United States District Court, D. Arizona
Murray Snow Chief United States District Judge.
before the Court are Lexington Insurance Company's Motion
for Summary Judgment (Doc. 171), AIG Claims
Incorporated's Motion for Summary Judgment (Doc. 178),
Wells Fargo Insurance Services USA's Motion for Summary
Judgment (Doc. 226), and William Hall and Infini PLC's
Cross Motion for Summary Judgment (Doc. 210), and Motion to
Strike (Doc. 250).
Dr. William Hall, provides cosmetic procedures and surgeries
through his company, Infini, PLC (collectively,
“Infini”). Since at least 2011, Lexington
Insurance Company (“Lexington”) has provided
coverage insurance to Dr. Hall for the medical procedures he
performs in his practice. To obtain insurance coverage,
Infini worked with an insurance broker, Wells Fargo Insurance
Services USA (“Wells Fargo”). Lexington uses an
independent third-party to adjust its claims, AIG Claims
Incorporated (“AIG Claims”), and has an
underwriter Smith Bell & Thompson (“SBT”).
24, 2014, Wells Fargo sent a renewal application to Infini.
(Doc. 228-4 at 4). Several weeks later, on September 4, 2014,
Infini returned the application. In the application, Infini
crossed out certain kinds of liposuction-specifically
liposelection and lipodissolve-because Infini did not perform
those procedures. (Doc. 228-4 at 22). On the same page, the
application noted that Infini performed large quantities of
“local anesthesia lipo.” (Id.). CRC
Services and Wells Fargo relayed this handwritten application
to SBT, Lexington's underwriter. (Doc. 171, Ex. 30). On
September 29, SBT sent CRC Services an email that stated
“Attached you will find a renewal quote. The premium
increase is due to the significant increase in
exposures.” (Doc. 173-33 at 2). But the coverage that
SBT produced for CRC and Wells Fargo did not ultimately
contain coverage for liposuction. (“2014-2015
Policy”) (Doc. 171 Ex. 11). In the communications
between CRC, Wells Fargo and SBT, the parties all referred to
the policy as a “renewal.” (Doc. 172, Ex. 33)
(“Attached you'll find the renewal quote.”).
And the 2014-2015 Policy from Lexington specifically stated
that it was a renewal policy. (Doc. 173, Ex. 34).
October 1, 2014, when filling out additional forms related to
the application to renew coverage for Dr. Hall, a
representative of Wells Fargo Insurance Services noted that
she was “aware of [a] circumstance accident or loss . .
. which may result in a claim under the insurance
coverage.” (Doc. 173-12 at 51). This document
specifically noted that there had been a records request to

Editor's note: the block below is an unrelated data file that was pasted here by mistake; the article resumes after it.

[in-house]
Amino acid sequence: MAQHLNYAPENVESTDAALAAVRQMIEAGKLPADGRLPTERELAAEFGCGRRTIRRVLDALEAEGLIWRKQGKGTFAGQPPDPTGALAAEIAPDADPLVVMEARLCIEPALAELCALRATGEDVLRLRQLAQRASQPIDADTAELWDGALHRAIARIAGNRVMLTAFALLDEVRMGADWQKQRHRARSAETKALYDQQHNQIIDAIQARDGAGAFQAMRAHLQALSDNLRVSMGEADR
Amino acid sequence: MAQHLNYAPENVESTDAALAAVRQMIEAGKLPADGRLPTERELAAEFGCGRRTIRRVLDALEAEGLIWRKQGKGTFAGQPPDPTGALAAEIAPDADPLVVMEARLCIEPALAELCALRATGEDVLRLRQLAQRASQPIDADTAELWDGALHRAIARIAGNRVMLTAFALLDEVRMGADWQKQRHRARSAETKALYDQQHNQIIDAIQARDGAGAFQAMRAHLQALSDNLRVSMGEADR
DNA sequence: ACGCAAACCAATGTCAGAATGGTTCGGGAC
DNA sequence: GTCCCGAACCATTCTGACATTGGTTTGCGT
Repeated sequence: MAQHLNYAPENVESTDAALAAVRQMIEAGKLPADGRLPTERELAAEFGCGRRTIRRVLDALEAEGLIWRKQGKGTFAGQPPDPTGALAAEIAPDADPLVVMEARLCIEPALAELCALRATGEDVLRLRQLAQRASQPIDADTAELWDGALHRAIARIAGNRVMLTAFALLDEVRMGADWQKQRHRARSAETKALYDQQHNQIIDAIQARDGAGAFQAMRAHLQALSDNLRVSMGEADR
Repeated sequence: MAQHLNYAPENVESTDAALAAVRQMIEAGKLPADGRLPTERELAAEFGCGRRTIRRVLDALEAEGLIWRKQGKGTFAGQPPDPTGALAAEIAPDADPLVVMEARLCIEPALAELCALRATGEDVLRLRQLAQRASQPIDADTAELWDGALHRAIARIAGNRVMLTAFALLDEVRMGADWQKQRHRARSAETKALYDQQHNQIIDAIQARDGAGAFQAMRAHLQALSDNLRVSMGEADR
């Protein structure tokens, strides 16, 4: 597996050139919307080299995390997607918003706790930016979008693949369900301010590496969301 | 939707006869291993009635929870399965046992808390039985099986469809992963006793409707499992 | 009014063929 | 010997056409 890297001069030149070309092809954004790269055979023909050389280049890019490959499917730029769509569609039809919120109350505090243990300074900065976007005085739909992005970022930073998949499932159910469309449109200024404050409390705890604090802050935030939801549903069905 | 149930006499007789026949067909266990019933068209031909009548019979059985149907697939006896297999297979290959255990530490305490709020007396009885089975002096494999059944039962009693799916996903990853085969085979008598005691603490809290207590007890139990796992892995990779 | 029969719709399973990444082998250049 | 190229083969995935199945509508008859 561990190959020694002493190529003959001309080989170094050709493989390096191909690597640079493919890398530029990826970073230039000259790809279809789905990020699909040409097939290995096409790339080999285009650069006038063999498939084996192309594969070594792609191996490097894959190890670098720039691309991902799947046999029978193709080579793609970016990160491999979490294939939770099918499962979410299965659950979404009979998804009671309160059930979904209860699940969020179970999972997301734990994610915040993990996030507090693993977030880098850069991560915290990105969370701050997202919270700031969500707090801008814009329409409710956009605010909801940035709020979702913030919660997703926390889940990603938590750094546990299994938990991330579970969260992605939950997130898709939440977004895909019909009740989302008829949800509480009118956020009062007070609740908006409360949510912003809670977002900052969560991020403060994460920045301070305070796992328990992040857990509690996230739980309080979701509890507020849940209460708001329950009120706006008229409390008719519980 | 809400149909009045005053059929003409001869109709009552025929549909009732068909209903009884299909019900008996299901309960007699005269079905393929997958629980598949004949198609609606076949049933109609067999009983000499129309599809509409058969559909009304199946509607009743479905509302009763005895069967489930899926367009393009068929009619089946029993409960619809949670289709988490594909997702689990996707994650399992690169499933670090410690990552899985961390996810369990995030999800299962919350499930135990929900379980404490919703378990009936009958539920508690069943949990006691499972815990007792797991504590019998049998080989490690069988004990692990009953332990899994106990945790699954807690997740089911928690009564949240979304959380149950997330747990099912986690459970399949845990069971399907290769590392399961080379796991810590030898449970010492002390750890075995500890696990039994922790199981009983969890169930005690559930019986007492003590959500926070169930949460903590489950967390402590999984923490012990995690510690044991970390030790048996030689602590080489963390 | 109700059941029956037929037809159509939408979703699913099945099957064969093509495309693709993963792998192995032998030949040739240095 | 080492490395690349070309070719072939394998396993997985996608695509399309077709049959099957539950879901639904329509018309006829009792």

Infini from a lawyer. (Id.).
Infini was corresponding with Wells Fargo about its policy
renewal, Dr. Hall performed a liposuction procedure on Donna
Willis. After this procedure, Ms. Willis was hospitalized and
required additional surgeries. (Doc. 211-1 at 3). In
September 2014, Dr. Hall received two requests for medical
records from Ms. Willis-first from her husband, and then from
a lawyer on her behalf. (Doc. 211-1 at 4). He was also
notified that Ms. Willis had been hospitalized about a week
after her liposuction procedure. (Doc. 211-1 at 3).
January 29, 2015, counsel for Ms. Willis requested the
contact information of Infini's insurance carrier. (Doc.
228-1 at 17). Infini forwarded this to Wells Fargo and
Lexington. (Id. at 16). Ms. Willis later filed suit
against Dr. Hall and Infini in Maricopa County Superior
Court. (Doc. 228-1 at 2). But in May 2015, Lexington informed
Infini that the new insurance policy did not cover injuries
caused by liposuction, and it would not defend any claim
brought by Ms. Willis. Dr. Hall and Infini filed a
third-party complaint in this suit arguing that Lexington
wrongfully denied coverage for the Medical Incident. It is on
that complaint that the various parties bring their motions
for summary judgment.
purpose of summary judgment is “to isolate and dispose
of factually unsupported claims.” Celotex Corp. v.
Catrett, 477 U.S. 317, 323-24, 106 S.Ct. 2548, 91
L.Ed.2d 265 (1986). Summary judgment is appropriate if the
evidence, viewed in the light most favorable to the nonmoving
party, shows “that there is no genuine issue as to any
material fact and that the movant is entitled to judgment as
a matter of law.” Fed.R.Civ.P. 56(c). Only disputes
over facts that might affect the outcome of the suit will
preclude the entry of summary judgment, and the disputed
evidence must be “such that a reasonable jury could
return a verdict for the nonmoving party.”
Anderson, 477 U.S. at 248.